Preventing cardiovascular disease: Participant perspectives of the FAITH! Program

La Princess C. Brewer, Eleshia J. Morrison, Joyce E. Balls-Berry, Patrick Dean, Kandace Lackore, Sarah Jenkins, Consuelo Cohen, Jacqueline Johnson, Frances Ellis, D. C. Mangum, Sharonne N. Hayes, Christi Patten

Research output: Contribution to journalArticlepeer-review

6 Scopus citations


Striking cardiovascular health disparities exist among African-Americans in Minnesota compared to Whites; however, community-based interventions to address cardiovascular disease risk are lacking. This study explored participant perceptions of a culturally tailored, cardiovascular disease prevention program developed using a community-based participatory research process. Research participation perceptions, program benefits, and program satisfaction/acceptability were analyzed using a mixed-methods approach. Overall, acceptability was high. Findings highlight the favorable inclusion of African-Americans (research perception), knowledge gained about healthy lifestyle practices (benefits), and quality of the curriculum/speakers (satisfaction). Community-based participatory research may be useful in fostering the acceptability of behavior change interventions among marginalized African-American communities.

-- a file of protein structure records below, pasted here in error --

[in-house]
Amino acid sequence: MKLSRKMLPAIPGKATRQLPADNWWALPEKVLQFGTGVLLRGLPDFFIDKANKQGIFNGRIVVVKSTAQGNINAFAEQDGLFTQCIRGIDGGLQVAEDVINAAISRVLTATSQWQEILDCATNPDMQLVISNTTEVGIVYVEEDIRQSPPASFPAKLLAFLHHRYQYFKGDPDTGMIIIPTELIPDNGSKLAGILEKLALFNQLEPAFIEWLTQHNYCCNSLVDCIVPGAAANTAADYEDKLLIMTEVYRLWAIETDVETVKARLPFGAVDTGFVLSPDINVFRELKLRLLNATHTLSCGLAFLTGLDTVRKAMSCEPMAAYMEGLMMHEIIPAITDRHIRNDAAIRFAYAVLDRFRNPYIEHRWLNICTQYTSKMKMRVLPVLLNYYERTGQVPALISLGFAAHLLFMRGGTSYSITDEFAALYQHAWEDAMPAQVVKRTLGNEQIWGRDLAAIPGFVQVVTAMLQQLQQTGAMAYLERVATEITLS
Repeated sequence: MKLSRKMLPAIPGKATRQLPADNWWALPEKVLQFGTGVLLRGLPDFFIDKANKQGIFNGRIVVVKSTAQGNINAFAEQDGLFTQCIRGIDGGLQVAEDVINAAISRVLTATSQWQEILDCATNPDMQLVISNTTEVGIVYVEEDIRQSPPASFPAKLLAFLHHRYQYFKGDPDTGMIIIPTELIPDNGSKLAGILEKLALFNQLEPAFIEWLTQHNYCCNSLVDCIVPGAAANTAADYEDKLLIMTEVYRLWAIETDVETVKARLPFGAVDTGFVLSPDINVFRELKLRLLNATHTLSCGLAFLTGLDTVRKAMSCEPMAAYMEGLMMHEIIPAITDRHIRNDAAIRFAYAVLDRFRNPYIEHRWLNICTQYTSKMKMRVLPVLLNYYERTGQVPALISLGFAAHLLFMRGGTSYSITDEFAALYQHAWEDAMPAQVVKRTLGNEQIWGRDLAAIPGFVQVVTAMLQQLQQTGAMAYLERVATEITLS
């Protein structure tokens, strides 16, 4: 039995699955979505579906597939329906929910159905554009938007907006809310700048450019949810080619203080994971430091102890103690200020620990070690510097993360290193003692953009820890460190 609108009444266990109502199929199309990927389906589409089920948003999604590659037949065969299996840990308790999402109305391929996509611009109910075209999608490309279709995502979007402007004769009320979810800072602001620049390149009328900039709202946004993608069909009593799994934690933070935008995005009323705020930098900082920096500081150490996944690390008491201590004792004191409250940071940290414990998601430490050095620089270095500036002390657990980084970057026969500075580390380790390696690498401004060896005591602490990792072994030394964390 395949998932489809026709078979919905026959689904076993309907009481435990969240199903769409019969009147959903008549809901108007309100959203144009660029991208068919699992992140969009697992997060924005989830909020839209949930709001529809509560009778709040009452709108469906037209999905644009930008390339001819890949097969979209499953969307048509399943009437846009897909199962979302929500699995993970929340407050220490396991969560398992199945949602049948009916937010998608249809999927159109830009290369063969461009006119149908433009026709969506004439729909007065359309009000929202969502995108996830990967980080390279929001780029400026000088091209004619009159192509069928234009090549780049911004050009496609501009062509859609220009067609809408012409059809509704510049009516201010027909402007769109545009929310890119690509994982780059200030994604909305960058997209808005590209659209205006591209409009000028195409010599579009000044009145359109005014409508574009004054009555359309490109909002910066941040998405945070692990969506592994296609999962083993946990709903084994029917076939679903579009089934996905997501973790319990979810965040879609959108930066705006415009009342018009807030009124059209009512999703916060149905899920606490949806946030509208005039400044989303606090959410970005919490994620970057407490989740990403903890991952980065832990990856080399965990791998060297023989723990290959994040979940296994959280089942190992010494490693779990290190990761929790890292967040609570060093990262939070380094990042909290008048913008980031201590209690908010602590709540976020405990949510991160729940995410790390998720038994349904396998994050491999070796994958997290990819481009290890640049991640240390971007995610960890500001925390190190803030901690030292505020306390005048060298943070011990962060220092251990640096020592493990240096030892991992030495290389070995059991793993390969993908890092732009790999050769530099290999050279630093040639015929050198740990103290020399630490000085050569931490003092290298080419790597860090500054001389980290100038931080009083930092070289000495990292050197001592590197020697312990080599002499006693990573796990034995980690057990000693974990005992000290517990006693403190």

Original languageEnglish (US)
Pages (from-to)1710-1723
Number of pages14
JournalJournal of Health Psychology
Issue number12
StatePublished - Oct 1 2019


  • African-Americans
  • cardiovascular disease
  • community-based participatory research
  • faith-based intervention
  • health disparities

ASJC Scopus subject areas

  • Applied Psychology


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